Kristen Donovan was only 1 the first time she had open heart surgery, an operation that was repeated a decade later. Doctors did not know what the future would hold or how much future there would be.
She knew how she wanted to live her life, though. By example, she showed how to be present in ways that are often beyond the grasp of those who have not heard a physician tell them they may not live past their teens.
“Kristen was one of those people who got joy out of everything,’’ said her mother, June. “Little things made her happy. Things that we take for granted, she seemed to get excited about. That’s one thing about her that was very inspiring. She had that gift and was able to spread it.’’
Ms. Donovan, the senior patient coordinator at Boston University’s Henry M. Goldman School of Dental Medicine, died Thursday in Brigham and Women’s Hospital of multiple organ failure.
She was 30 and had lived in Brookline.
Heading to her job whenever possible was one way Ms. Donovan fended off the inevitabilities of a damaged heart that would never heal.
“She was determined to work, and she got up and went to work every day that she could,’’ said her sister, Kelli, of Watertown. “People call in sick because they have a headache or a bad cold. She would go to work the day after she was discharged from being in the hospital for a week.’’
Jeffrey W. Hutter, dean of the Goldman School of Dental Medicine, said in a statement that Ms. Donovan “exemplified the spirit of collegiality and caring that we all value so much.’’
“She went out of her way to ensure that patients were treated with the utmost professionalism and always went above and beyond expectations to assist,’’ he said.
Going above and beyond what she was asked to do was how Ms. Donovan approached life since childhood. If physical exertion placed an activity beyond reach, she found a way to participate.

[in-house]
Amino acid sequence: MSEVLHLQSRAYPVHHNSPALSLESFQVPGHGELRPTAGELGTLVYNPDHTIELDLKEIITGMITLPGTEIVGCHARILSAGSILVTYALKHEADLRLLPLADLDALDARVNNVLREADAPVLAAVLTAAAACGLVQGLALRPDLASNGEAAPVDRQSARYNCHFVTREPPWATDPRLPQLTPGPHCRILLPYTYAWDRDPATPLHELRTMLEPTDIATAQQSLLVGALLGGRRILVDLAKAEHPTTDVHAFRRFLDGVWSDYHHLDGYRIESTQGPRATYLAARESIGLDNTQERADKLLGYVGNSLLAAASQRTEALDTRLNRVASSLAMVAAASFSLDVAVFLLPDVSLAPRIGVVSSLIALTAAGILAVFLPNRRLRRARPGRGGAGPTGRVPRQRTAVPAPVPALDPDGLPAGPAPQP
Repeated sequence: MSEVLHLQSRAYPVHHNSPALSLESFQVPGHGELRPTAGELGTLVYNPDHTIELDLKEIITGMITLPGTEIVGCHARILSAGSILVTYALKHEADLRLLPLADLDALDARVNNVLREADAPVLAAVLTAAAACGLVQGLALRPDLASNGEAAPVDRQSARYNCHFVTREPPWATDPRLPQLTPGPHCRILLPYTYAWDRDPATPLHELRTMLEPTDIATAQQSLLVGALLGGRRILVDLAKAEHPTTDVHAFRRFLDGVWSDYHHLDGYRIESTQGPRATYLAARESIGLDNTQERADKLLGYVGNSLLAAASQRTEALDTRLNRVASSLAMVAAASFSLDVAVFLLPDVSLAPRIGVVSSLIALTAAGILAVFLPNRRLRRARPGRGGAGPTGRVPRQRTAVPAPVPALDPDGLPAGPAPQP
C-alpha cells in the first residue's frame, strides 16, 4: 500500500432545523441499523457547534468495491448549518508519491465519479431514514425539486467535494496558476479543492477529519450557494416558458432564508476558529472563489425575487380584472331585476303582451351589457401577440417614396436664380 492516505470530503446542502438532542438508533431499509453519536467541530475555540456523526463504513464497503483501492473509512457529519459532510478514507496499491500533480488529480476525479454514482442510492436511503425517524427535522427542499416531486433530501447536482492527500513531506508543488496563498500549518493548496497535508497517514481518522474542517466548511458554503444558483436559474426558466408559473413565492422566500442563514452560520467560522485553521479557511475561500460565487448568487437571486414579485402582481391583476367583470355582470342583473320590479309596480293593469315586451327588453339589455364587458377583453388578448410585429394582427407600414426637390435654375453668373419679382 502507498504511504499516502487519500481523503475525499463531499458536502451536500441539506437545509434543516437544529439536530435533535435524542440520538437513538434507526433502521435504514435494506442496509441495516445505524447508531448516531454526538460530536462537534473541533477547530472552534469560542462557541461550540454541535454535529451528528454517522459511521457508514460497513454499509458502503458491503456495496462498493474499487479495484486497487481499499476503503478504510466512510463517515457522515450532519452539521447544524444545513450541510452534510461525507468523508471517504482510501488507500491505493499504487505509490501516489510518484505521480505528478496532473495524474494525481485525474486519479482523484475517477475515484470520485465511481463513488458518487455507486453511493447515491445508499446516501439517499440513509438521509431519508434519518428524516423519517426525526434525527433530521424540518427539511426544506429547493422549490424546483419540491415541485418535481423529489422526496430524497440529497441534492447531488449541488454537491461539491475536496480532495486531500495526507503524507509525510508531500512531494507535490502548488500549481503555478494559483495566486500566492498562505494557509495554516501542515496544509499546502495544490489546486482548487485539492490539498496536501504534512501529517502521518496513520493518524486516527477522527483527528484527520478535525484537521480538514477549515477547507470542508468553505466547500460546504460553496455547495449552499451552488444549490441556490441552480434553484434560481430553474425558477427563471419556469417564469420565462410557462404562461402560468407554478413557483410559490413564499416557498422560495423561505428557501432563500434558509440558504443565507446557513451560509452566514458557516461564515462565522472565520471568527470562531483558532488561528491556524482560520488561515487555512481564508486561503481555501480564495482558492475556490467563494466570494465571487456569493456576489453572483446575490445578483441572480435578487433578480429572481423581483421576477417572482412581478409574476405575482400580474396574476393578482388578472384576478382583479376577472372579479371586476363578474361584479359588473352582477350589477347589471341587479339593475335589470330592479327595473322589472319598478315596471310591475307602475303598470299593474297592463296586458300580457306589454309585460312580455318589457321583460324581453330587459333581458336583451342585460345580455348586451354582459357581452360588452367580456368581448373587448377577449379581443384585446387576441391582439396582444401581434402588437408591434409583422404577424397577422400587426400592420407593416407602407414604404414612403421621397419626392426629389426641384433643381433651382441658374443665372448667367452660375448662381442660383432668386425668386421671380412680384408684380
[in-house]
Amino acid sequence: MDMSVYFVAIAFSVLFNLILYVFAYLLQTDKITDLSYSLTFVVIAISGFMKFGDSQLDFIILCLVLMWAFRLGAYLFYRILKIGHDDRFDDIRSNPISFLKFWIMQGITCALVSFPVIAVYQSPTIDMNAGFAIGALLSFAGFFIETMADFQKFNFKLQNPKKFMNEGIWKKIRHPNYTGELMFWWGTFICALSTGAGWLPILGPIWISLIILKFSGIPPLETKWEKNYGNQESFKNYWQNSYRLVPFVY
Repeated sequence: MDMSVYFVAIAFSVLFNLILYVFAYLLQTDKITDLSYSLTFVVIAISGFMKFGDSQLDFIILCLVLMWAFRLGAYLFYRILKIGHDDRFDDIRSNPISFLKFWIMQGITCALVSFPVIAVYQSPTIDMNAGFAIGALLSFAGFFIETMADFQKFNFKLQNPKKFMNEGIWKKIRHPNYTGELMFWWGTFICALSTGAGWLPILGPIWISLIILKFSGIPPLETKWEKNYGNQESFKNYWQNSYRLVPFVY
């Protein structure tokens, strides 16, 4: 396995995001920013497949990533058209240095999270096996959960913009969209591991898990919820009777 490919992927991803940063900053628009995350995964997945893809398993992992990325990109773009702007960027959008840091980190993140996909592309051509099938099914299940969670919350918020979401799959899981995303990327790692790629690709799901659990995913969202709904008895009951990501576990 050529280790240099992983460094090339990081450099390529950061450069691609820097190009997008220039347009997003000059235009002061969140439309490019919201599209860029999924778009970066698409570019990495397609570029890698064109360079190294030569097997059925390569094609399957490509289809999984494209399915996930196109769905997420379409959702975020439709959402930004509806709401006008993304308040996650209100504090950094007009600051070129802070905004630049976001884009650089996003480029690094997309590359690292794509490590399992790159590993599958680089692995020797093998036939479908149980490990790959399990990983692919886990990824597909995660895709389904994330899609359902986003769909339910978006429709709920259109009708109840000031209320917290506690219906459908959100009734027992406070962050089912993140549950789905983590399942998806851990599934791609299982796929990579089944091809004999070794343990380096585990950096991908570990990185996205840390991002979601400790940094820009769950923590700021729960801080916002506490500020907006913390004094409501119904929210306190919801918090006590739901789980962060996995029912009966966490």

During school years, “when they’d go out to gym class, they had to walk way out into this field,’’ her mother said. “Kristen couldn’t do it, and I remember her telling me that kids would give her piggyback rides out there.’’
Kristen Leigh Donovan was born in Hartford, and her family moved to the Boston area when she was young.
The youngest of three children, she grew up in Milford.
“She had what they call restrictive cardiomyopathy,’’ her mother said. “She was diagnosed around her first birthday.’’
Surgeons replaced Ms. Donovan’s mitral valve twice while she was young.
“She had other surgeries,’’ her mother said. “She faced her disease with courage. She accepted it, but didn’t let it completely rule her life.’’
And she got on with the business of being a child.
“My brother and sister and I were really close growing up,’’ Kelli said. “We played together and invented games, and Kristen was very happy, very happy-go-lucky.’’
By high school, keeping pace academically meant studying at home when she could not be in class, something she did well enough to become a National Honor Society inductee before graduating from Milford High School in 1999.
For a while, she was too healthy to be a viable transplant candidate, and then she was not healthy enough. But she encouraged many to be organ donors.
“There was a drive to get people to understand organ transplantation and to mark it on your driver’s license,’’ her mother said. “Some people felt that if you were an organ donor, the doctors wouldn’t try to save you. She wanted to dispel that myth.’’
Ms. Donovan attended Boston University after high school.
“She liked being a city girl,’’ her mother said. “It empowered her to do certain things that she couldn’t do in a smaller town.’’
Combining studies with work, Ms. Donovan expanded her circles of friends, impressing all with her dry, quick wit and her culinary skills.
As years passed, Ms. Donovan outlived prognoses and reached the point where her interest in gloomy predictions waned.
“I remember she told me once that she had told her doctors, ‘Stop giving me a time when I won’t make it,’ because she had surpassed every time they had told her,’’ her sister said.
“She loved the holidays and planning parties,’’ Kelli added. “. . . I was in denial, but I kept thinking she was going to keep beating the odds and getting older with me.’’
In addition to her mother and sister, Ms. Donovan leaves her father, Robert of Milford; her brother, Kevin of Somerville; and her grandmother, Phyllis Chapdelaine of Northborough.
A funeral Mass will be said at 10 a.m. Wednesday in St. Mary Church in Milford. Burial will be private.
“The worst thing is to lose a child,’’ Ms. Donovan’s mother said. “And Kristen wanted to live; she wanted to live and enjoy things. I think her legacy is, ‘If you’re alive, you still have a chance, and you should try to enjoy life. . . .’’
“She wasn’t bitter. Every once in a while she needed to cry, but then she’d just get up and go. She had great dignity about herself.’’
Bryan Marquard can be reached at firstname.lastname@example.org.